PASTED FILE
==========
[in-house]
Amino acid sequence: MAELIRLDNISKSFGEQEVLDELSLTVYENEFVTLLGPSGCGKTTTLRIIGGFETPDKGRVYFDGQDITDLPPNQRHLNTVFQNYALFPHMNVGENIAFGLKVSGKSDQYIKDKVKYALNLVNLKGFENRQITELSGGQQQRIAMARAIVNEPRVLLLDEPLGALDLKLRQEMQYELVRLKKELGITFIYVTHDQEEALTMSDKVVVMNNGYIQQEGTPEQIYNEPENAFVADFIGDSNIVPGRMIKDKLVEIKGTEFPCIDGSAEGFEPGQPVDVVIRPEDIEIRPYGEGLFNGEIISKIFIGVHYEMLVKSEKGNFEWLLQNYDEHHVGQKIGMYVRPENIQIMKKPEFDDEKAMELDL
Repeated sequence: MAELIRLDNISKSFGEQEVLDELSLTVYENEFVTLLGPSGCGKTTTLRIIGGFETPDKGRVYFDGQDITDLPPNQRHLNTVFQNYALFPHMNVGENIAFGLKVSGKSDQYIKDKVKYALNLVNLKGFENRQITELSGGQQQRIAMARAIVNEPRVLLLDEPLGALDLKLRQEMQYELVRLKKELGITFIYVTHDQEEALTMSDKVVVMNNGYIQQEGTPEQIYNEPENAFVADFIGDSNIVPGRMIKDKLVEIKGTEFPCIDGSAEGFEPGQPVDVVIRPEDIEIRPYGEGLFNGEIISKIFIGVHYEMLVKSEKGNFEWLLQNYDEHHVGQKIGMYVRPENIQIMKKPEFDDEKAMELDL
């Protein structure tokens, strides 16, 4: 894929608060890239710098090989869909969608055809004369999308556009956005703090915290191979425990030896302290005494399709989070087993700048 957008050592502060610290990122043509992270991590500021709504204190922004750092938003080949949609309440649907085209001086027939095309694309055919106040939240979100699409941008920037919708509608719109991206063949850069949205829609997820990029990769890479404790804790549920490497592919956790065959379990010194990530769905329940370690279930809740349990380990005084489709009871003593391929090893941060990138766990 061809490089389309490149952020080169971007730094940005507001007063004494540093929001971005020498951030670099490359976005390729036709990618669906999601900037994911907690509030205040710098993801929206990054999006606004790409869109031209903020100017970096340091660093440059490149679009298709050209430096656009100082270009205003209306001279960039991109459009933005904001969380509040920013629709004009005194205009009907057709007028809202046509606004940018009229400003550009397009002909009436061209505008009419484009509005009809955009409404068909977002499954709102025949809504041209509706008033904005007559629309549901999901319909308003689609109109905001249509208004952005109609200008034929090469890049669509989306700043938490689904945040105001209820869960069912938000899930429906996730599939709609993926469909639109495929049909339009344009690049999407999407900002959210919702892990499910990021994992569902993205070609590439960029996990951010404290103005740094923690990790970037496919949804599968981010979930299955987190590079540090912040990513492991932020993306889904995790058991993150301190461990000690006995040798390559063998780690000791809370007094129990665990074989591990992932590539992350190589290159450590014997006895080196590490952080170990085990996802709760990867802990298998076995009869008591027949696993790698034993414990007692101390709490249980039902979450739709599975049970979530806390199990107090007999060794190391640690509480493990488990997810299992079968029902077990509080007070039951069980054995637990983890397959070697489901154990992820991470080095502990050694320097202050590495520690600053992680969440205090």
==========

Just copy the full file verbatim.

[in-house]
Amino acid sequence: MAELIRLDNISKSFGEQEVLDELSLTVYENEFVTLLGPSGCGKTTTLRIIGGFETPDKGRVYFDGQDITDLPPNQRHLNTVFQNYALFPHMNVGENIAFGLKVSGKSDQYIKDKVKYALNLVNLKGFENRQITELSGGQQQRIAMARAIVNEPRVLLLDEPLGALDLKLRQEMQYELVRLKKELGITFIYVTHDQEEALTMSDKVVVMNNGYIQQEGTPEQIYNEPENAFVADFIGDSNIVPGRMIKDKLVEIKGTEFPCIDGSAEGFEPGQPVDVVIRPEDIEIRPYGEGLFNGEIISKIFIGVHYEMLVKSEKGNFEWLLQNYDEHHVGQKIGMYVRPENIQIMKKPEFDDEKAMELDL
Repeated sequence: MAELIRLDNISKSFGEQEVLDELSLTVYENEFVTLLGPSGCGKTTTLRIIGGFETPDKGRVYFDGQDITDLPPNQRHLNTVFQNYALFPHMNVGENIAFGLKVSGKSDQYIKDKVKYALNLVNLKGFENRQITELSGGQQQRIAMARAIVNEPRVLLLDEPLGALDLKLRQEMQYELVRLKKELGITFIYVTHDQEEALTMSDKVVVMNNGYIQQEGTPEQIYNEPENAFVADFIGDSNIVPGRMIKDKLVEIKGTEFPCIDGSAEGFEPGQPVDVVIRPEDIEIRPYGEGLFNGEIISKIFIGVHYEMLVKSEKGNFEWLLQNYDEHHVGQKIGMYVRPENIQIMKKPEFDDEKAMELDL
């Protein structure tokens, strides 16, 4: 894929608060890239710098090989869909969608055809004369999308556009956005703090915290191979425990030896302290005494399709989070087993700048 957008050592502060610290990122043509992270991590500021709504204190922004750092938003080949949609309440649907085209001086027939095309694309055919106040939240979100699409941008920037919708509608719109991206063949850069949205829609997820990029990769890479404790804790549920490497592919956790065959379990010194990530769905329940370690279930809740349990380990005084489709009871003593391929090893941060990138766990 061809490089389309490149952020080169971007730094940005507001007063004494540093929001971005020498951030670099490359976005390729036709990618669906999601900037994911907690509030205040710098993801929206990054999006606004790409869109031209903020100017970096340091660093440059490149679009298709050209430096656009100082270009205003209306001279960039991109459009933005904001969380509040920013629709004009005194205009009907057709007028809202046509606004940018009229400003550009397009002909009436061209505008009419484009509005009809955009409404068909977002499954709102025949809504041209509706008033904005007559629309549901999901319909308003689609109109905001249509208004952005109609200008034929090469890049669509989306700043938490689904945040105001209820869960069912938000899930429906996730599939709609993926469909639109495929049909339009344009690049999407999407900002959210919702892990499910990021994992569902993205070609590439960029996990951010404290103005740094923690990790970037496919949804599968981010979930299955987190590079540090912040990513492991932020993306889904995790058991993150301190461990000690006995040798390559063998780690000791809370007094129990665990074989591990992932590539992350190589290159450590014997006895080196590490952080170990085990996802709760990867802990298998076995009869008591027949696993790698034993414990007692101390709490249980039902979450739709599975049970979530806390199990107090007999060794190391640690509480493990488990997810299992079968029902077990509080007070039951069980054995637990983890397959070697489901154990992820991470080095502990050694320097202050590495520690600053992680969440205090």